h (2) = 2 h (4) = 2 x 4 = 2! x 2^2 h (6) = 2 x 4 x 6 = 3! x 2^3 h (8) = 2 x 4 x 6 x 8 = 4! x 2^4 h (10) = 2 x 4 x 6 x 8 x 10 = 5! x 2^5 . . . . h (100) = 2 x 4 x 6 x .........x 100 = 50! x 2^50 = (1x2x3x4x5x......x40x....48x49x50) (2^50). The pattren identified is that for every n, h (n) = (n/2)! x 2^(n/2)
Now lets find the p, the smallest prime factor of h (100) + 1. lets try from the begaining:
if p = 2, [h(100)+1] should be divisible by 2. But it is not. [h (100) + 1]/2 = h (100)/2 + 1/2 = (50! x 2^50)/2 + 1/2. it doesnot result in an integer. so 2 cannot be p.
if p = 3, [h (100) + 1]/3 = h (100)/3 + 1/3 = (50! x 2^50)/3 + 1/3. it doesnot result in an integer. so 3 cannot be p. if p = 4, [h (100) + 1]/4 = h (100)/4 + 1/4 = (50! x 2^50)/4 + 1/4. it doesnot result in an integer. so 3 cannot be p. if p = 4, [h (100) + 1]/4 = h (100)/4 + 1/4 = (50! x 2^50)/4 + 1/4. it doesnot result in an integer. so 4 cannot be p. if p = 5, [h (100) + 1]/5 = h (100)/5 + 1/5 = (50! x 2^50)/5 + 1/5. it doesnot result in an integer. so 5 cannot be p. . . . . . if p = 50, [h (100) + 1]/50 = h (100)/50 + 1/50 = (50! x 2^50)/50 + 1/50. it doesnot result in an integer. so 50 cannot be p.
The finding is that: Something [h(n)] divisible by k is not divisible by k if 1 is added to something [h(n)]. Therefore h (n=100) + 1 has the smallest prime i.e. > 50. So it is E. _________________
PS -- smallest prime factor [#permalink]
22 Feb 2009, 11:18
For every positive even integer n, the function h(n) is defined to be the product of all the even integers from 2 to n, inclusive. If p is the smallest prime factor of h(100) + 1, then p is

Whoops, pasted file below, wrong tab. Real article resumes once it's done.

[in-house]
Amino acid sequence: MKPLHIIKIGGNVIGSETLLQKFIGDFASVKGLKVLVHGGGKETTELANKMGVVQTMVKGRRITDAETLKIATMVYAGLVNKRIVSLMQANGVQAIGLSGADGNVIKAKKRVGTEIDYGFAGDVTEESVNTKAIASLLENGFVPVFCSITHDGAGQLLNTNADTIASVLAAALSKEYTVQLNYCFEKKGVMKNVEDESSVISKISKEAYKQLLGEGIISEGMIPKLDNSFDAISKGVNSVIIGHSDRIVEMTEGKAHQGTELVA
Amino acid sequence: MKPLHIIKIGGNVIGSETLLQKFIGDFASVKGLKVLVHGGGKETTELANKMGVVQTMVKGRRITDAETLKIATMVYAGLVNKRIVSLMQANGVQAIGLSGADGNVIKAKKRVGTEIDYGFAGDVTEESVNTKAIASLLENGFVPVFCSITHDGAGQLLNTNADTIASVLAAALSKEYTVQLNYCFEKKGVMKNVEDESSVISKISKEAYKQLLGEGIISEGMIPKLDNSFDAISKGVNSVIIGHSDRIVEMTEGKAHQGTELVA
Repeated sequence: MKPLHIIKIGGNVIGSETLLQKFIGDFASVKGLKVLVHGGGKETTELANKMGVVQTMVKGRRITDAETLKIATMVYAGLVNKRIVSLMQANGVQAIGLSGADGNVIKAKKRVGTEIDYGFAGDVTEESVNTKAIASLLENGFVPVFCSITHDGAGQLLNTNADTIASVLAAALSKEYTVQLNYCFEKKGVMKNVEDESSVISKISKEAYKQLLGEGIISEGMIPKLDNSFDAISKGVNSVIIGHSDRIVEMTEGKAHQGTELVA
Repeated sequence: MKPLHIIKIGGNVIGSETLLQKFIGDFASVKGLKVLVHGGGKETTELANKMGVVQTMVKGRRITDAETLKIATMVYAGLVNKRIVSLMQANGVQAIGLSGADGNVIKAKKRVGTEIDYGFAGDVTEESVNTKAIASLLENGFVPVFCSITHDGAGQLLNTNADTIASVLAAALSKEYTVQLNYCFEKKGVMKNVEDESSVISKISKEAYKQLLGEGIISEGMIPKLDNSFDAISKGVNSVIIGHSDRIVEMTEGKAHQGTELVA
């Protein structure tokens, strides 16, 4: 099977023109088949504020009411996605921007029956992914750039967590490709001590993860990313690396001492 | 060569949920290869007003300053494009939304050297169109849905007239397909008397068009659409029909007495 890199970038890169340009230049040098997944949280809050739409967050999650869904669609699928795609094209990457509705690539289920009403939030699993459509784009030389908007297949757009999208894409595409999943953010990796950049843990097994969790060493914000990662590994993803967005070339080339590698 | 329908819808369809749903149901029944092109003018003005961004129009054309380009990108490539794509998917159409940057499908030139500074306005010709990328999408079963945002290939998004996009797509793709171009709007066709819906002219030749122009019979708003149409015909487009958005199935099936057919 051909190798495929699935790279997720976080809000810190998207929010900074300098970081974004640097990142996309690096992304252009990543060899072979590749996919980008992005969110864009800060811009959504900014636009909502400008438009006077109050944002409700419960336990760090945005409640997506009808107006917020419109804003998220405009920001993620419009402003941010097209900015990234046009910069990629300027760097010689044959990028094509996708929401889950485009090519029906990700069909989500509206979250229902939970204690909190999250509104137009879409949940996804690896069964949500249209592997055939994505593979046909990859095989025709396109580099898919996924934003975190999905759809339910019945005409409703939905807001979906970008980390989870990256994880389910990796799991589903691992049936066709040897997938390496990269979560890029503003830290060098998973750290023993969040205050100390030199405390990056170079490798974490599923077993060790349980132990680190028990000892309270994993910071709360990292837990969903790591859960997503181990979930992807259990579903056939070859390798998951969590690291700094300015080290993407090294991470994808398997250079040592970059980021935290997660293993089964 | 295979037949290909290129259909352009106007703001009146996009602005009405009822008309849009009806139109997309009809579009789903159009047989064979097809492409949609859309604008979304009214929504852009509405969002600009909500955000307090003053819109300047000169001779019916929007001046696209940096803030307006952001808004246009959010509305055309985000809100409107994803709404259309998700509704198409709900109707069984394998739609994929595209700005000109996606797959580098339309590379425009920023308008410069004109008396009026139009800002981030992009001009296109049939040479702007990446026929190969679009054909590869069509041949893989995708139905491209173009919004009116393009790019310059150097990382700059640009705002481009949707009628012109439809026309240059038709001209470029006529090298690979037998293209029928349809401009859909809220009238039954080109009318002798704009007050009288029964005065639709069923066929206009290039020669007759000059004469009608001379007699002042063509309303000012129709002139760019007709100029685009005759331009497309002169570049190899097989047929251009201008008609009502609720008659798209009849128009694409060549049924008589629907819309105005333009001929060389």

a) between 2 and 100 b) between 10 and 20 c) between 20 and 30 d) between 30 and 40 e) greater than 40.
please explain ... this question is from gmatprep1.
Smallest Prime Factor [#permalink]
14 Mar 2009, 15:26
For every positive integer n,the function h(n) is defined to be the product of all even integers from 2 to n,inclusive.If p is the smallest prime factor of h(100) +1,then p is 1. between 2 and 10 2. between 10 and 20 3. between 20 and 30 4. between 30 and 40 5. greater than 40
Schools: HBS(08) - Ding. HBS, Stanford, Kellogg, Tuck, Stern, all dings. Yale - Withdrew App. Emory Executive -- Accepted, Matriculated, Withdrewed (yes, I spelled it wrong on purpose). ROSS -- GO BLUE 2011.
Re: Smallest Prime Factor [#permalink]
16 Mar 2009, 11:30
nitindas wrote:
For every positive integer n,the function h(n) is defined to be the product of all even integers from 2 to n,inclusive.If p is the smallest prime factor of h(100) +1,then p is 1. between 2 and 10 2. between 10 and 20 3. between 20 and 30 4. between 30 and 40 5. greater than 40
Re: Smallest Prime Factor [#permalink]
17 Mar 2009, 13:36
RahlowJenkins wrote:
nitindas wrote:
For every positive integer n,the function h(n) is defined to be the product of all even integers from 2 to n,inclusive.If p is the smallest prime factor of h(100) +1,then p is 1. between 2 and 10 2. between 10 and 20 3. between 20 and 30 4. between 30 and 40 5. greater than 40
the smallest prime factor of 2*4*6*8...*100 is 2.
2+1=3
answer is 1.
I gues this is not correct . You did not take the +1 in consideration , which changes the answer. Please see my response below. _________________
Lahoosaher
gmatclubot
Re: Smallest Prime Factor
[#permalink]
17 Mar 2009, 13:36
As I’m halfway through my second year now, graduation is now rapidly approaching. I’ve neglected this blog in the last year, mainly because I felt I didn’...
Perhaps known best for its men’s basketball team – winners of five national championships, including last year’s – Duke University is also home to an elite full-time MBA...
Hilary Term has only started and we can feel the heat already. The two weeks have been packed with activities and submissions, giving a peek into what will follow...